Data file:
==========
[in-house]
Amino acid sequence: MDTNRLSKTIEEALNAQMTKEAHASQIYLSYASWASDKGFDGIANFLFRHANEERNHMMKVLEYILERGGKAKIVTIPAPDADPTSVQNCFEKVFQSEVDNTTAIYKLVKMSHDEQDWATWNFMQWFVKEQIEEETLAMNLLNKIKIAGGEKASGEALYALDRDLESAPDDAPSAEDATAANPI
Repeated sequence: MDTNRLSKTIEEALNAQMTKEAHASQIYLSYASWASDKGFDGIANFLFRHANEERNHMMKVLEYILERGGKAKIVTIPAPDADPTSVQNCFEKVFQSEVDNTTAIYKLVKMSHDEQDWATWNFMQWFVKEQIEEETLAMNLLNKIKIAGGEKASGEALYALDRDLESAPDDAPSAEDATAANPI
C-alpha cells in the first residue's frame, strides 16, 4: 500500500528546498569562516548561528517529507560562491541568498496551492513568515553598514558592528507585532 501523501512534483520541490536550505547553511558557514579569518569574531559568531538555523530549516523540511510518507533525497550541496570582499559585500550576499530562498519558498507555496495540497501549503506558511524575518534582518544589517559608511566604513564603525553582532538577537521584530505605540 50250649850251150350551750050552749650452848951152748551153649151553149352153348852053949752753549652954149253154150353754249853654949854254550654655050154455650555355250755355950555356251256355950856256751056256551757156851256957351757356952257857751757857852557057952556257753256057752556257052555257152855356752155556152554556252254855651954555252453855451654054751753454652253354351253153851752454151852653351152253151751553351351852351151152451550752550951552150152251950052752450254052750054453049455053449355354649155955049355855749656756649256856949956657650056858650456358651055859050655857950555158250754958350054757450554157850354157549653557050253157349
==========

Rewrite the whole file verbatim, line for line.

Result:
[in-house]
Amino acid sequence: MDTNRLSKTIEEALNAQMTKEAHASQIYLSYASWASDKGFDGIANFLFRHANEERNHMMKVLEYILERGGKAKIVTIPAPDADPTSVQNCFEKVFQSEVDNTTAIYKLVKMSHDEQDWATWNFMQWFVKEQIEEETLAMNLLNKIKIAGGEKASGEALYALDRDLESAPDDAPSAEDATAANPI
Repeated sequence: MDTNRLSKTIEEALNAQMTKEAHASQIYLSYASWASDKGFDGIANFLFRHANEERNHMMKVLEYILERGGKAKIVTIPAPDADPTSVQNCFEKVFQSEVDNTTAIYKLVKMSHDEQDWATWNFMQWFVKEQIEEETLAMNLLNKIKIAGGEKASGEALYALDRDLESAPDDAPSAEDATAANPI
C-alpha cells in the first residue's frame, strides 16, 4: 500500500528546498569562516548561528517529507560562491541568498496551492513568515553598514558592528507585532 501523501512534483520541490536550505547553511558557514579569518569574531559568531538555523530549516523540511510518507533525497550541496570582499559585500550576499530562498519558498507555496495540497501549503506558511524575518534582518544589517559608511566604513564603525553582532538577537521584530505605540 50250649850251150350551750050552749650452848951152748551153649151553149352153348852053949752753549652954149253154150353754249853654949854254550654655050154455650555355250755355950555356251256355950856256751056256551757156851256957351757356952257857751757857852557057952556257753256057752556257052555257152855356752155556152554556252254855651954555252453855451654054751753454652253354351253153851752454151852653351152253151751553351351852351151152451550752550951552150152251950052752450254052750054453049455053449355354649155955049355855749656756649256856949956657650056858650456358651055859050655857950555158250754958350054757450554157850354157549653557050253157349